Wednesday 12 May 2021
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The dungeon debate

As I write this week’s editorial, I am overwhelmed by the amount of emotions that came with my topic of choice – two of Namibia’s darkest chapters in its rich history, the 1904-1908 Nama and Ovaherero genocide and the infamous ‘Lubango dungeons’ during the liberation struggle – the difference being, one massacre was inflicted upon us and the other by us upon our own.
Firstly, however, I want to make it clear that calling for a probe into the dungeons saga to score political points or to target individuals indirectly should be discouraged by all means.
Let me put this into perspective, 1904-1908, around 100 000 Namas and Ovaherero people died at the hands the German imperial forces.
Meanwhile, during the liberation struggle, about 4000 young Namibians were incarcerated in the dungeons of Lubango.
At present, over 3800 of those are unaccounted for as only less than 200 returned home in 1989 when the implementation of the UN Resolution 435 came into effect – this happened under the auspices of the present day ruling party, SWAPO.
During this dark phase of our history, young men and women were forced out of schools and left their homes for exile in Angola. They believed that they were going to fight for the liberation of their motherland, Namibia, just like any patriotic Namibian would do – to defend and protect the country’s sovereignty.
However, what happened next is astounding. SWAPO had established a secret intelligence service to spy on other SWAPO members. This led to the arrest perceived spies within SWAPO at the time. Those members who were perceived as moles were kept in the ‘dungeons’.
Here, in the ‘Lubango dungeons’, torture, mutilation, rape, harassment, death and mayhem to name but a few ills were the order of the day.
Today, the ‘Lubango dungeons’ as they are infamously known are the most painful post-German genocide chapter in the history of Namibia. Thus, a probe into the saga and a formal apology against the victims is seen as imperative in closure of this dark chapter.
To the contrary, however, our government believes that the notorious ‘Lubango dungeons’ saga is a closed chapter, and everyone is expected to smoke a peace-pipe and move on.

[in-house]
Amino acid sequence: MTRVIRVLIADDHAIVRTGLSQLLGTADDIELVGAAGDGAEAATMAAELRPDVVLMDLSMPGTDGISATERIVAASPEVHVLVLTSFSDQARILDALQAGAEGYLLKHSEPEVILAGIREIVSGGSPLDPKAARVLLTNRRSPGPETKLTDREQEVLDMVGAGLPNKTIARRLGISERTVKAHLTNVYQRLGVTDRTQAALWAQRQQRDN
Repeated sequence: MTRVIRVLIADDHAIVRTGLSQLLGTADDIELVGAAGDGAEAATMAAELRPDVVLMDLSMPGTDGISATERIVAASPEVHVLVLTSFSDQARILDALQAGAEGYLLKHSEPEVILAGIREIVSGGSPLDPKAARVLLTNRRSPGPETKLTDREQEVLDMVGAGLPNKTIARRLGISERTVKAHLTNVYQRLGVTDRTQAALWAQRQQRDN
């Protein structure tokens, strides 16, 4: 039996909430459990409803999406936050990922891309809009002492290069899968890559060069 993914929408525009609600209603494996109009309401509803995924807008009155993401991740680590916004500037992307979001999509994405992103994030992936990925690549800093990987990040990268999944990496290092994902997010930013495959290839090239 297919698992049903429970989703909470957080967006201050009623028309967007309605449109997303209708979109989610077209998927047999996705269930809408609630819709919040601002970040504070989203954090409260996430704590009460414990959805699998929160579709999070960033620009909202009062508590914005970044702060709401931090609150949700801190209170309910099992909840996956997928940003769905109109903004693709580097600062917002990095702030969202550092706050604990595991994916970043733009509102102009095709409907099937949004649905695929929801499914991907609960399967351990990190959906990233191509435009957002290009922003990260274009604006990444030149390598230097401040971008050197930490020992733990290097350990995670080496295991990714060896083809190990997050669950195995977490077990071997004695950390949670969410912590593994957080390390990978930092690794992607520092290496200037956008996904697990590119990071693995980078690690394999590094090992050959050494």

This stance by government and the ruling SWAPO party goes without saying, those who were accused of being spies during the liberation struggle never got a fair trial and are yet to be exonerated from the ‘spy tag’.
Government has gone as far as instituting a N$400 billion lawsuit against the Germans, yet it is unable account, apologize and take responsibility for the lives of its own people which were lost in Angola.
Wretchedly however, today, those who survived the mysterious ‘Lumbango dungeons’ are left to die as paupers and walk around with the tags of spies while their counterparts are accorded state funerals and heroes statuses each day that goes by.
Today, the wounds and the scars of the ‘dungeons’ still haunts the survivors, with families still asking for the whereabouts of their children who never pitched up; and some of the returnees have been rejected by their families because they came back as ‘spies’.
To sum it up, 27 years after independence, in the spirit of Harambee and reconciliation, the time is ripe for our government to take a bold step and do justice to the victims of dungeons and their families and put to bed one of the longest standing sagas of our times. It is hypocritical to expect the Germans to apologise  for the genocide while the leaders of the ruling party will not do so, to their own.

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